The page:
"Not quite a love story but not exactly a falling-out-of-love story either, ALL DAYS ARE NIGHT shows readers that life goes on, no matter how brutal or beautiful it may seem now."

It would be easy to assume that Gillian’s sexy photos were taken by a lover, but Stamm’s writing is far more complex. Through glimpses into Gillian’s past, we see her at her best: interviewing a famous artist for her television program. The artist, Hubert Amrhein, has earned some acclaim for his series of paintings and photographs of ordinary nude women completing ordinary tasks, such as brewing coffee or making a bed. With Hubert’s eye, these ladies transcend their nudity and become classical figures. When Gillian meets Hubert, she finds him a bit conceited, with answers that seem almost rehearsed. Still, there is obvious tension between the two, something palpable and distinct, though not immediately sexual.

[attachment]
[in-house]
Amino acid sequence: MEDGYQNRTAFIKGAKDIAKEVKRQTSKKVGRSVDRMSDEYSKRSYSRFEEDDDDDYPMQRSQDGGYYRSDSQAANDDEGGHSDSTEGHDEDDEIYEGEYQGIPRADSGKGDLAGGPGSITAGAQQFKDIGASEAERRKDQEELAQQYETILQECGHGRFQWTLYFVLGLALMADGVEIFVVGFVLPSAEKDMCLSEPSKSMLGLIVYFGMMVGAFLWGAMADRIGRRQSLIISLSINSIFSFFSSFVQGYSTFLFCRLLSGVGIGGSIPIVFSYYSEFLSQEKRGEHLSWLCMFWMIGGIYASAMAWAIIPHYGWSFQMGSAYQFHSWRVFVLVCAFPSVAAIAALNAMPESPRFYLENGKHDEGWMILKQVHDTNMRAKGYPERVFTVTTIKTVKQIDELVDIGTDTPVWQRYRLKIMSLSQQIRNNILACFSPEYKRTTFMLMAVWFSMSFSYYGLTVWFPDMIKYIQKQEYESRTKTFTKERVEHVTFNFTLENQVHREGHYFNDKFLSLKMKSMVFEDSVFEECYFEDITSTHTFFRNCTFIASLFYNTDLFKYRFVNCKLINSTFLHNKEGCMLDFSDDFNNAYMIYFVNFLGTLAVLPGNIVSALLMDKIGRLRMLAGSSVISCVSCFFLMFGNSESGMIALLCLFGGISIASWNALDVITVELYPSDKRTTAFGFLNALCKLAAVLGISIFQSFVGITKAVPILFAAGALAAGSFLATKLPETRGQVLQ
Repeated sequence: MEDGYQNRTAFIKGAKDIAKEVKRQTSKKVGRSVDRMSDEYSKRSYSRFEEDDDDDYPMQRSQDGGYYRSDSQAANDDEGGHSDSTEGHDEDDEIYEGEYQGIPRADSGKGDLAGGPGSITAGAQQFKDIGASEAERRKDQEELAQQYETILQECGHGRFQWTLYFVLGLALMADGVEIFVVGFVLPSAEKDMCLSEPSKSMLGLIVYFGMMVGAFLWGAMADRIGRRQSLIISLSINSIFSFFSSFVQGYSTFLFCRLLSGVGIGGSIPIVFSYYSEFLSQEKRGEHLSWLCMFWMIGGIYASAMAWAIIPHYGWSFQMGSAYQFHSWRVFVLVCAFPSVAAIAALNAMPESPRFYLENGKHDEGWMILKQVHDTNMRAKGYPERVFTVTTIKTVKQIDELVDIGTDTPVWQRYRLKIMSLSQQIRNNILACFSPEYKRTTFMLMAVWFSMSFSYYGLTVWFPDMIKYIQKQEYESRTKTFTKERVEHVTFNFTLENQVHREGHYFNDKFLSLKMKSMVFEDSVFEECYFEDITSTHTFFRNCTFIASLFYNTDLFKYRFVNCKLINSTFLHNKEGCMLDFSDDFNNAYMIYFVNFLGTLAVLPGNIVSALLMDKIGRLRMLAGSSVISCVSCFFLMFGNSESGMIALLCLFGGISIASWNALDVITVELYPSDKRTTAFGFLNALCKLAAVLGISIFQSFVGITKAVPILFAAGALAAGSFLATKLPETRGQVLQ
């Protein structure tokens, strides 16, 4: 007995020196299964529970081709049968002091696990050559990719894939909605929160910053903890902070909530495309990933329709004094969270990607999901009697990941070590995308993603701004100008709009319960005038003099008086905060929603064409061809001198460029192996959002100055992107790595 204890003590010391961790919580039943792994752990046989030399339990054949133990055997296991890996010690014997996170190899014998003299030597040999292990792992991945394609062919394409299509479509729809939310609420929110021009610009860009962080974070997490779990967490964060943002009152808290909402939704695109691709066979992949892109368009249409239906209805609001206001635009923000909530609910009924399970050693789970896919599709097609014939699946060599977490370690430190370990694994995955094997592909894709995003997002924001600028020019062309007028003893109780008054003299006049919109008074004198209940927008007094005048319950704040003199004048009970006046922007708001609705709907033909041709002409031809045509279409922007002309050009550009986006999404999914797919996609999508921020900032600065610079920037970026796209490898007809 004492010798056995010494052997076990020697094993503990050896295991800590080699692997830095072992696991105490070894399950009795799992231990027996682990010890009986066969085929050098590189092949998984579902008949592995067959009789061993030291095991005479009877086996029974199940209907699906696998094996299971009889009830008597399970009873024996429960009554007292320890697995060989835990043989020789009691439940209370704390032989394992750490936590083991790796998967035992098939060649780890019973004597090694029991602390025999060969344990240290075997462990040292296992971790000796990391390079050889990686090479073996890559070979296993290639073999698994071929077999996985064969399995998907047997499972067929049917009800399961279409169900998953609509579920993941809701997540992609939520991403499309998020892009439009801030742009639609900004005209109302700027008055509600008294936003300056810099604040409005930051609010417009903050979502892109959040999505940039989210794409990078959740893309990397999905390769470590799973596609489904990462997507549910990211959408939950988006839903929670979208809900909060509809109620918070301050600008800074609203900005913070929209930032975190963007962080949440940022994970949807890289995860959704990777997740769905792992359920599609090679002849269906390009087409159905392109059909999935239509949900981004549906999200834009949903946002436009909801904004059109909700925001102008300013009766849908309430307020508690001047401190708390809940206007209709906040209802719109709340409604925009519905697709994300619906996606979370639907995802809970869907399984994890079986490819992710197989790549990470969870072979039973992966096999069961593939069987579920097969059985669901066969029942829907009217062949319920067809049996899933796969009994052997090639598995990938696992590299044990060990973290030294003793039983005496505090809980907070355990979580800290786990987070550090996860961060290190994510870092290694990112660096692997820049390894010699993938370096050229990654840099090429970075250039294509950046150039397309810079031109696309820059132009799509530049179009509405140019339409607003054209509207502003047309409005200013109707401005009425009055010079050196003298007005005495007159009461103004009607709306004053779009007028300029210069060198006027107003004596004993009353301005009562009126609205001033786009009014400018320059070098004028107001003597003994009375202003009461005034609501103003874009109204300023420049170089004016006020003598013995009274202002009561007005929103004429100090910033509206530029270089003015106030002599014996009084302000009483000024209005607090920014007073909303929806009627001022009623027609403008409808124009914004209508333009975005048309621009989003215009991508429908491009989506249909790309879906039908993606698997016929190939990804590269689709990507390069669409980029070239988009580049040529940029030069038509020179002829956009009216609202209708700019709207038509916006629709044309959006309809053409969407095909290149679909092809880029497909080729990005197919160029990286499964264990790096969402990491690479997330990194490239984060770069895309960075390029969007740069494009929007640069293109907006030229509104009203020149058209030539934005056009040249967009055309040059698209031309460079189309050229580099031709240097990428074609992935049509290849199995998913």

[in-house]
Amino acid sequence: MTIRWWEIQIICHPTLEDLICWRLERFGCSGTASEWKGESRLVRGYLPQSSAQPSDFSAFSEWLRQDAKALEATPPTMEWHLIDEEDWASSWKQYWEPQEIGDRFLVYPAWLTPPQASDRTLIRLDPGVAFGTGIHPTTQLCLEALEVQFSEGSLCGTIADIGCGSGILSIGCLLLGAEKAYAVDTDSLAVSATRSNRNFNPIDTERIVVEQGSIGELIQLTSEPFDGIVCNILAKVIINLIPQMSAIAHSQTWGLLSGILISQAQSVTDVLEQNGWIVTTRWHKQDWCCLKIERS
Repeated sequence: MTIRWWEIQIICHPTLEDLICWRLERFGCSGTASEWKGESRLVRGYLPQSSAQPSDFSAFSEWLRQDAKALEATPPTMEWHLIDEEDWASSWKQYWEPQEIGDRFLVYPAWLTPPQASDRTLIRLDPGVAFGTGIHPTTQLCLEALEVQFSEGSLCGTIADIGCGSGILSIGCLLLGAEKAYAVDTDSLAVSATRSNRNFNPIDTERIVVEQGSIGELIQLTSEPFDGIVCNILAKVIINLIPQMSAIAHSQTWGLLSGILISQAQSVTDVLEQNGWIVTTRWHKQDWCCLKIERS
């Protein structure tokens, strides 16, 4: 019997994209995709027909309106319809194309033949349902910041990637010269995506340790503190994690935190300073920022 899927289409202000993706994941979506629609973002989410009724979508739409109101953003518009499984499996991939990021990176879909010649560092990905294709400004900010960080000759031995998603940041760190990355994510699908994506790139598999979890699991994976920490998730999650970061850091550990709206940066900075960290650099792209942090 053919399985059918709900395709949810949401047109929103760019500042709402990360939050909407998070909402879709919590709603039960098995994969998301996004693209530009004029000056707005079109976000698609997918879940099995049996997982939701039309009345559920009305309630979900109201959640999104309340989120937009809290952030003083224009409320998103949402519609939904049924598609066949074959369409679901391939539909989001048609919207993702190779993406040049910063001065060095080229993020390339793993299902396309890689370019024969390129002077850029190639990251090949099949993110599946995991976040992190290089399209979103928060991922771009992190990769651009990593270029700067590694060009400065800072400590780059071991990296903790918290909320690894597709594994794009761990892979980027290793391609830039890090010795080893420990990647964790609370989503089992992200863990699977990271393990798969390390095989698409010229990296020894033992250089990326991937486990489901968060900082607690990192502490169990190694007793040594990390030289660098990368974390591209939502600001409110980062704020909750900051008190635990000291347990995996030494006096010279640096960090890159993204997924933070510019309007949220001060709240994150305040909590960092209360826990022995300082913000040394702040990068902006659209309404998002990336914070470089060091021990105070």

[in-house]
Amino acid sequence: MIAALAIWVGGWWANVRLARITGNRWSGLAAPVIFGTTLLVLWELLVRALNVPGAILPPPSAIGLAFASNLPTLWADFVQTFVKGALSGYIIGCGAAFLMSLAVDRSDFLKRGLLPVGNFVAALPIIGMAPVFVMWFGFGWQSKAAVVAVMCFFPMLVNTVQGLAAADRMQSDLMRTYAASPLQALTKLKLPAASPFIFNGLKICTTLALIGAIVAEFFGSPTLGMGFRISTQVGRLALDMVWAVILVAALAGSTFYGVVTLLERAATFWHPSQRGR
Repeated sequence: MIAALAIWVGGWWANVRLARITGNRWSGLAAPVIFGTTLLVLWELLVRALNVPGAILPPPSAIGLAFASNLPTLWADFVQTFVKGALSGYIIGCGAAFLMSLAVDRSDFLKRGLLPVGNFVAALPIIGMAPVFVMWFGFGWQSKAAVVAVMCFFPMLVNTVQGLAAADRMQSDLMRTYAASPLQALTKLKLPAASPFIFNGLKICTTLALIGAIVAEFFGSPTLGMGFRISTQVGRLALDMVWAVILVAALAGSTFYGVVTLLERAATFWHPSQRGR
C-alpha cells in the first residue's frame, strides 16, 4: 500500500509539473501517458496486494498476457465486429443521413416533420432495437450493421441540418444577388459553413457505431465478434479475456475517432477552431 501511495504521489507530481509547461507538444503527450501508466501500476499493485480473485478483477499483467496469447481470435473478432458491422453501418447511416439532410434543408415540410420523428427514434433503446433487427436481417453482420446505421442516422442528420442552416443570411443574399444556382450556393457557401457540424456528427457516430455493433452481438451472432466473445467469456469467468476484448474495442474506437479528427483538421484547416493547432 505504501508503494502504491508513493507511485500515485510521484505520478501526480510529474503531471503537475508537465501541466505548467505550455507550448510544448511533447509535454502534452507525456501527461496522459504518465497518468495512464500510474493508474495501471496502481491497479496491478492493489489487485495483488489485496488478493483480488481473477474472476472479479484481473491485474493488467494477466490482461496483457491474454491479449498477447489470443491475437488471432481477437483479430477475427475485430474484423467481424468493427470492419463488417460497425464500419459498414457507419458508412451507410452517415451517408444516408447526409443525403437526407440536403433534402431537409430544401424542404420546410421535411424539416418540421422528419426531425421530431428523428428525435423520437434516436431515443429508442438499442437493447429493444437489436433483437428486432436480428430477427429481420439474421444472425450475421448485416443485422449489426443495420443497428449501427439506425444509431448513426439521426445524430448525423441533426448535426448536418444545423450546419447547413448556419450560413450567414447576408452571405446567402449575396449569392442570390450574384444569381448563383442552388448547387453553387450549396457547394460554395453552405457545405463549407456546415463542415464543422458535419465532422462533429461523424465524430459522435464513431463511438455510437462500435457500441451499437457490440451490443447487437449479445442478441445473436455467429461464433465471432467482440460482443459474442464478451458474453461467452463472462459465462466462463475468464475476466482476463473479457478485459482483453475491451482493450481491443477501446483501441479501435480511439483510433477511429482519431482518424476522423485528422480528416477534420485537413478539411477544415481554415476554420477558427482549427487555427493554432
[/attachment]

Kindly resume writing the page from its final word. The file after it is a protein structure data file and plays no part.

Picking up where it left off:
While present-day Gillian undergoes multiple surgeries and begins to look like her old self, she recalls the anonymous emails she sent to Hubert following her segment. After some time, they agree to meet, and Hubert is not surprised to find out that she is the anonymous sender. They soon take off to his studio, but Hubert does not ask to take Gillian’s picture, feeling that her popularity makes her difficult for him to photograph as he is familiar with her face and would be unable to look for anything behind it. In time, of course, he changes his mind, but their meetings frustrate more than inspire him. Gillian is too detached and unable to really make herself present, forcing him to challenge and chip away at her constructed identity. When she agrees to pose nude, sparks nearly fly off the page, yet still she cannot move Hubert to make the great art their chemistry suggests is possible. Exasperated herself, Gillian makes a move on Hubert, but he immediately declines as his girlfriend is expecting their first child in a month. And then comes the crash.